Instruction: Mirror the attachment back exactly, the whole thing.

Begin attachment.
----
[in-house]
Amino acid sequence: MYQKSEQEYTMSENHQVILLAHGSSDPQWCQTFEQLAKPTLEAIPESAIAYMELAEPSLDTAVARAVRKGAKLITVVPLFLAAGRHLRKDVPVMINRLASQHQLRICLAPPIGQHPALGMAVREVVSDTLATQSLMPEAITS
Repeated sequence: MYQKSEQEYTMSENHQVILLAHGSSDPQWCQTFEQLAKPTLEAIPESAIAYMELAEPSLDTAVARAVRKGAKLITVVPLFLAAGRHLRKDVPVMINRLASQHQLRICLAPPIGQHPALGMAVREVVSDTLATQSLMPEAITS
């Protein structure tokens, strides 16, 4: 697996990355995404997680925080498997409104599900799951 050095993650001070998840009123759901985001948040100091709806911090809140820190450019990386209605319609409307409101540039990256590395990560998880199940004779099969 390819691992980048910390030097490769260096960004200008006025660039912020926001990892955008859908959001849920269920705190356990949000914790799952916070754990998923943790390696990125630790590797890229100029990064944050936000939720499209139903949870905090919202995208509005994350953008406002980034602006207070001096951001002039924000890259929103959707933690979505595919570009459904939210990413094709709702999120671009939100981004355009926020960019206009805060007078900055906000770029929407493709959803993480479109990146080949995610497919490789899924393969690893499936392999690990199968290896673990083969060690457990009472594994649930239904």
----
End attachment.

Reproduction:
[in-house]
Amino acid sequence: MYQKSEQEYTMSENHQVILLAHGSSDPQWCQTFEQLAKPTLEAIPESAIAYMELAEPSLDTAVARAVRKGAKLITVVPLFLAAGRHLRKDVPVMINRLASQHQLRICLAPPIGQHPALGMAVREVVSDTLATQSLMPEAITS
Repeated sequence: MYQKSEQEYTMSENHQVILLAHGSSDPQWCQTFEQLAKPTLEAIPESAIAYMELAEPSLDTAVARAVRKGAKLITVVPLFLAAGRHLRKDVPVMINRLASQHQLRICLAPPIGQHPALGMAVREVVSDTLATQSLMPEAITS
């Protein structure tokens, strides 16, 4: 697996990355995404997680925080498997409104599900799951 050095993650001070998840009123759901985001948040100091709806911090809140820190450019990386209605319609409307409101540039990256590395990560998880199940004779099969 390819691992980048910390030097490769260096960004200008006025660039912020926001990892955008859908959001849920269920705190356990949000914790799952916070754990998923943790390696990125630790590797890229100029990064944050936000939720499209139903949870905090919202995208509005994350953008406002980034602006207070001096951001002039924000890259929103959707933690979505595919570009459904939210990413094709709702999120671009939100981004355009926020960019206009805060007078900055906000770029929407493709959803993480479109990146080949995610497919490789899924393969690893499936392999690990199968290896673990083969060690457990009472594994649930239904």